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A New York Couple: November 1992

Honoring repeal in NYC's finest hotel bars.

By From the November 1992 issue

The Blue Bar (Publicity photo, Algonquin Hotel)
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Editor’s Note: Happy Repeal Week! In honor of the abolition of the 18th Amendment, we're republishing this 1992 piece in which Richard Brookhiser of National Review praises his favorite hotel bars in New York City.

A drink in the lounge of the Algonquin Hotel was the setup for the best birthday present I ever got my wife.
 I am terrible at presents, especially birthday presents. Christmas comes the same day every year, that I can plan for. But the effort of remembering any birthday except my own, combined with the burden of picking an appropriate present, makes the birthdays of my loved ones botched and dreaded occasions. I have forgotten my wife's altogether. Other years, remembering at the last minute, I've grabbed presents that were cheesy or drab. One year I repeated the gift I'd gotten her the last Christmas. My wife, if she chose, could ponder a long ledger of my failings.

The bright shining mark in the credit column was the year I took
 her for an evening drink at the Algonquin. My wife was tired from work; so far that day, there had
 been no present, not even a card, so
 she was cranky, too. I said, as if to humor her, "Let's go out for a drink." She demurred; I insisted. Reluctantly, she allowed herself to
 be persuaded. We took a cab to
 44th Street, between Fifth and
 Sixth Avenues, and settled in for a drink. In time, her mood improved
 to the point where she might have admitted that I wasn't such a bad 
catch after all. "Wouldn't it be fun 
to stay here some night?" I offered.
 She agreed. Whereupon, I played 
my lifetime ace of trumps, by tossing a room key on the table before her. In the room to which the key belonged, I had pre-positioned a dozen roses, a box of chocolates, and a bottle of champagne. I'd even remembered her hairdryer. The hairdryer was to show the maid, if she was curious, that we were really married. Mistresses only get frills. Wives need the basics, too.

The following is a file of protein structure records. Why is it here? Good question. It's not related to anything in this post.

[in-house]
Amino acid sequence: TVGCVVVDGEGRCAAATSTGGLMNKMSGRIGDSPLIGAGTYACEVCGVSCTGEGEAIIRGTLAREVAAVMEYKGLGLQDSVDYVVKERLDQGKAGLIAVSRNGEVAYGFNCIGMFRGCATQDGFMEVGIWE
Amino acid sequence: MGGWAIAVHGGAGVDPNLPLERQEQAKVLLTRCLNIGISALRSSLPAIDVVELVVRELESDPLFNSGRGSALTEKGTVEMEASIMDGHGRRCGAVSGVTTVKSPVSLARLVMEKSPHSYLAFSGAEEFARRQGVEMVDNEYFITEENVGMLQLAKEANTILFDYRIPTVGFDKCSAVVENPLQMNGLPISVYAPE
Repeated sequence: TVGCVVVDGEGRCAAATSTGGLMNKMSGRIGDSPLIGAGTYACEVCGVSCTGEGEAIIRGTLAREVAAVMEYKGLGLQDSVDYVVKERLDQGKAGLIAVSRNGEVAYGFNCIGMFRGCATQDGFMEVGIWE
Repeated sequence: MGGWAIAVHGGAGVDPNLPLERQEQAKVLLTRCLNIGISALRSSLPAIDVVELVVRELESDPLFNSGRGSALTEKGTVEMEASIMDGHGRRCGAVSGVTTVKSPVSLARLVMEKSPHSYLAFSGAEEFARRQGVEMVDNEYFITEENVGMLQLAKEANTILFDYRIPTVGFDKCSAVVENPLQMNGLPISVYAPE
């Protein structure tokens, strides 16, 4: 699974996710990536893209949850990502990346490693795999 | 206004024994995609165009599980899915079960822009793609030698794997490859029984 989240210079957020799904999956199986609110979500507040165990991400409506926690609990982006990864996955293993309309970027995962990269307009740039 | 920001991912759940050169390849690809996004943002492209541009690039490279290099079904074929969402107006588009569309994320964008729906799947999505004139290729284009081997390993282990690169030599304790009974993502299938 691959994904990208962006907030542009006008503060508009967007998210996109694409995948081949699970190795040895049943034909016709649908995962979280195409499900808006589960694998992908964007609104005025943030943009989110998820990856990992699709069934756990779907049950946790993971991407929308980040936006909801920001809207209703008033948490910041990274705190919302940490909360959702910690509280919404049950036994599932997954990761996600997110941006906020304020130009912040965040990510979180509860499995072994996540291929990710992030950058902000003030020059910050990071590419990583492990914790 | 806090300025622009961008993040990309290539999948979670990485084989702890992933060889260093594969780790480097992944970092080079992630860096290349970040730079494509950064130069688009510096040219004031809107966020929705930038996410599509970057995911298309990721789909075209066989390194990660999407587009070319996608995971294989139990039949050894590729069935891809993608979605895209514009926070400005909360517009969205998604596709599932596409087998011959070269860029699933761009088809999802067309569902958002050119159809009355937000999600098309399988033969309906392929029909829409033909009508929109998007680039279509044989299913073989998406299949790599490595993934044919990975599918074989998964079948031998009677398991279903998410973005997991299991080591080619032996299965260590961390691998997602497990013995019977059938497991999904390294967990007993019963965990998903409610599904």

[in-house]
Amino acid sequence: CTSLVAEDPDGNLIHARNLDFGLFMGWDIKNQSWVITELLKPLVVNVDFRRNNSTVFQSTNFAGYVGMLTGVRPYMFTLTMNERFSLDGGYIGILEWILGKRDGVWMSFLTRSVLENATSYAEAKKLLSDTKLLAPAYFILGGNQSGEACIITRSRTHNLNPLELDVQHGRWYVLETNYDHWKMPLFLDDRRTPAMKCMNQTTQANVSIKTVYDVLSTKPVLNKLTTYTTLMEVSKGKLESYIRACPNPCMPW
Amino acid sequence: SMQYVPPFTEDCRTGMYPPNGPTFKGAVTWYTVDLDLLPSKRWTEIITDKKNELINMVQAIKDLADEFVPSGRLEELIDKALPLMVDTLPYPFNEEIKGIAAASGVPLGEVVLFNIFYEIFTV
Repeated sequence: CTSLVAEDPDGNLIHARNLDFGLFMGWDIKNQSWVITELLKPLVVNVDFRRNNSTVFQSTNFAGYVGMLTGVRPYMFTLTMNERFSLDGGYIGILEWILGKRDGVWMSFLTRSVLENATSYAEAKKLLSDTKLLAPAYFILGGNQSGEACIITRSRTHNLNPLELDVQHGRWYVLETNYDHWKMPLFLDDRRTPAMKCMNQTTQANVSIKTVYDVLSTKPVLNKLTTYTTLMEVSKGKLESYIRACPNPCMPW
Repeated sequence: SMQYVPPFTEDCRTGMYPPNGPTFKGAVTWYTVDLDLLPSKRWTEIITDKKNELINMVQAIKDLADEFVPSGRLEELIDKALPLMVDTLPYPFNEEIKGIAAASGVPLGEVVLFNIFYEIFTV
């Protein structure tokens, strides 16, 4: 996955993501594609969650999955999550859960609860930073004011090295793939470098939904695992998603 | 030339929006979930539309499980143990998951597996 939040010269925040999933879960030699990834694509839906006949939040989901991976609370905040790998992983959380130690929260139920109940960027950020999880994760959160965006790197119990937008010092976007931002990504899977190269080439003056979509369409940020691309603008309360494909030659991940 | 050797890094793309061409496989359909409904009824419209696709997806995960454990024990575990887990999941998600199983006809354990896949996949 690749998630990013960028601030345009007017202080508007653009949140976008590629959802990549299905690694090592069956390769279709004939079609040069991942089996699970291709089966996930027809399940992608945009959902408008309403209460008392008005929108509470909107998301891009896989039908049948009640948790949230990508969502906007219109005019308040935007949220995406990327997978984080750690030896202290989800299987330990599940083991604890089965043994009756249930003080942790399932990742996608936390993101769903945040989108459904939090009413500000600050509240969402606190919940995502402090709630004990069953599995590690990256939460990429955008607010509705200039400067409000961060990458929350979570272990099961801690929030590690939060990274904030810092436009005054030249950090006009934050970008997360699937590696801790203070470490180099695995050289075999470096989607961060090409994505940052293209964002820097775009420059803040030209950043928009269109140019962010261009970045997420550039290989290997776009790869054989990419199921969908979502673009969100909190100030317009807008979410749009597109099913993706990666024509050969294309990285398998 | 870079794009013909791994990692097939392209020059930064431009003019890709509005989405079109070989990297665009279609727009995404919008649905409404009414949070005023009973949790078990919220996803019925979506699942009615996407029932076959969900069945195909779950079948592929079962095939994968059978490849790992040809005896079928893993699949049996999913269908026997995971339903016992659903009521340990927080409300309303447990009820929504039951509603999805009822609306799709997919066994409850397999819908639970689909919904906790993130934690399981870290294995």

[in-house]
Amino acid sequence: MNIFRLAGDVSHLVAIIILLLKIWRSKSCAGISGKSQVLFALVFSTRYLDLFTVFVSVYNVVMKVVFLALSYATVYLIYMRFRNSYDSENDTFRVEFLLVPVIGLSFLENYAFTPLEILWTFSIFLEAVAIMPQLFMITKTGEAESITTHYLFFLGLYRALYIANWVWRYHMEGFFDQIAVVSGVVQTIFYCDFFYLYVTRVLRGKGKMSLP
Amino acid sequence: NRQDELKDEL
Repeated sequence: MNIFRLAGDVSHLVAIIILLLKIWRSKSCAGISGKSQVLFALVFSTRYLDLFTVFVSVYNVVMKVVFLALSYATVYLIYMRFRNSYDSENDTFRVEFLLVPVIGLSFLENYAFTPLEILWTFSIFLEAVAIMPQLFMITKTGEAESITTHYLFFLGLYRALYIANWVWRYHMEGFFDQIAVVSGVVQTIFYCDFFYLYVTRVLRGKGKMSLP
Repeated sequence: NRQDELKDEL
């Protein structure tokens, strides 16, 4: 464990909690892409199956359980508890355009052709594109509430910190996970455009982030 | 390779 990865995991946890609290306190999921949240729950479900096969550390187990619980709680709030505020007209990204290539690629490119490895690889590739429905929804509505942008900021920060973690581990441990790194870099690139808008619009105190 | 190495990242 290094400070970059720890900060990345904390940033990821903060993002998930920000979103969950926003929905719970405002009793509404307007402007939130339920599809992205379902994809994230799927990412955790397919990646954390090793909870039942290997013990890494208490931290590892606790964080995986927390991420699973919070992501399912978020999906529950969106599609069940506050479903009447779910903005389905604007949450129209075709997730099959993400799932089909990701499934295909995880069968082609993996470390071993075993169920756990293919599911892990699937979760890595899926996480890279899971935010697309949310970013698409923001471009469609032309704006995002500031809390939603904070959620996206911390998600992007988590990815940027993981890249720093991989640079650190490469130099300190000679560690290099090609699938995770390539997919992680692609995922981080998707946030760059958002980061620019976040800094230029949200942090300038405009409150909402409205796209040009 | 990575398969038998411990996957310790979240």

The reason I picked the Algonquin for my venue is that it's one of the few hotels in New York, or anywhere, with a lounge attractive enough to have served as bait.

They recently finished renovating the Algonquin. The Blue Bar, a little nook that used to be on your right as you walked in the front door, has been moved and enlarged. The old Blue Bar was small, snug, dark, perfect for the kind of intimate drinking that fuels male camaraderie and pick-ups. There you could bare your soul or pat a woman's knee. For general conversation or romancing with a dash of gentility, you went to the lounge, which looks untouched. If you're the kind of person who's always being blackballed, it is the next best thing to a club. Dark wood trim makes the high-ceilinged room cozy; so do the columns, more numerous than seem structurally necessary, which split the space into pools of privacy. Some of the chairs have fringe; so do some of the lampshades. They look as if they should be threadbare, but they aren't. Each table has a bell fastened to the top, for summoning a waiter, though I've never rung: when the after-theater crowd is here, it couldn't be heard, and at quieter times you'd feel as if you were disturbing the peace. When a waiter does pass by, the arriere-garde atmosphere of the place practically requires you to order a cocktail, preferably a martini. Think of its presence before you as part of the dress code.

The Algonquin has a literary reputation—better say, a literary past. The Algonquin Round Table met there, and the New Yorker used to be located in a building that had a rear exit across the street. James Thurber wrote that Harold Ross's